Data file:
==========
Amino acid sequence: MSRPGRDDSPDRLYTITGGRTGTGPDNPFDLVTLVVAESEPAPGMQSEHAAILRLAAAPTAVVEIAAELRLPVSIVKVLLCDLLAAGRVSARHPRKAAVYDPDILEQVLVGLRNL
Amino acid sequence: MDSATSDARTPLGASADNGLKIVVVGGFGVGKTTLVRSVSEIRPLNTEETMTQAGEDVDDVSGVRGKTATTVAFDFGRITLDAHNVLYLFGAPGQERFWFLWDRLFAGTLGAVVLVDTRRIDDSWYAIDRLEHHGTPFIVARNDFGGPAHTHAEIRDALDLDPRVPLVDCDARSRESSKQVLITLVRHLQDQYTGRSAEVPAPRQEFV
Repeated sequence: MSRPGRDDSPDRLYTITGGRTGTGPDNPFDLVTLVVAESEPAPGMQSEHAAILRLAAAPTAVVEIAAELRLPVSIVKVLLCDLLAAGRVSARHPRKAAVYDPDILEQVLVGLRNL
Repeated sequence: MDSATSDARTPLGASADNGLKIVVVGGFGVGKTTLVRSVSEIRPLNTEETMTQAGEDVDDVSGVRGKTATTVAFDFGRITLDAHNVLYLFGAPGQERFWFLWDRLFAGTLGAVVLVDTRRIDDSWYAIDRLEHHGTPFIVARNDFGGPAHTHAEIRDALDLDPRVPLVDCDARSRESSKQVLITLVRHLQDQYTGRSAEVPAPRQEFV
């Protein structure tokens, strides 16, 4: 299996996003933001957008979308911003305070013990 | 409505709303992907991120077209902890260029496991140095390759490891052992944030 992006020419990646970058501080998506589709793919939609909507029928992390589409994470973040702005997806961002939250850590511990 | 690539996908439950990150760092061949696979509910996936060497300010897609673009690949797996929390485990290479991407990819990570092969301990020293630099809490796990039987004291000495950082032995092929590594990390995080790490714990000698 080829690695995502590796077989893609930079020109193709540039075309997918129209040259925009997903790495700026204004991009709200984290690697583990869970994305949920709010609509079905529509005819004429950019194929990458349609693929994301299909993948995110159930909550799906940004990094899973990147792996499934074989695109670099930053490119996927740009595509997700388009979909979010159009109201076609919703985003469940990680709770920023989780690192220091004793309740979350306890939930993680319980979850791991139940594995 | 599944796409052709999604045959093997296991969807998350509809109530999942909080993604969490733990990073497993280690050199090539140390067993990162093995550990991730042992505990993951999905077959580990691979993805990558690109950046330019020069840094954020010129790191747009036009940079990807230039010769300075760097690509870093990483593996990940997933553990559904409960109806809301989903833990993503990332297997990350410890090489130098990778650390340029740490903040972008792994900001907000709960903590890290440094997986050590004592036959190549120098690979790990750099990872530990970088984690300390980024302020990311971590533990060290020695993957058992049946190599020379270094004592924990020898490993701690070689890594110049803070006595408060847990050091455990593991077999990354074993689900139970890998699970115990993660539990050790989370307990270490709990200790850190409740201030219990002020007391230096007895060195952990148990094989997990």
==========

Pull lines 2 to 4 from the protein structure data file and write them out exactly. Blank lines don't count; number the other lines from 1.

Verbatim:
Amino acid sequence: MDSATSDARTPLGASADNGLKIVVVGGFGVGKTTLVRSVSEIRPLNTEETMTQAGEDVDDVSGVRGKTATTVAFDFGRITLDAHNVLYLFGAPGQERFWFLWDRLFAGTLGAVVLVDTRRIDDSWYAIDRLEHHGTPFIVARNDFGGPAHTHAEIRDALDLDPRVPLVDCDARSRESSKQVLITLVRHLQDQYTGRSAEVPAPRQEFV
Repeated sequence: MSRPGRDDSPDRLYTITGGRTGTGPDNPFDLVTLVVAESEPAPGMQSEHAAILRLAAAPTAVVEIAAELRLPVSIVKVLLCDLLAAGRVSARHPRKAAVYDPDILEQVLVGLRNL
Repeated sequence: MDSATSDARTPLGASADNGLKIVVVGGFGVGKTTLVRSVSEIRPLNTEETMTQAGEDVDDVSGVRGKTATTVAFDFGRITLDAHNVLYLFGAPGQERFWFLWDRLFAGTLGAVVLVDTRRIDDSWYAIDRLEHHGTPFIVARNDFGGPAHTHAEIRDALDLDPRVPLVDCDARSRESSKQVLITLVRHLQDQYTGRSAEVPAPRQEFV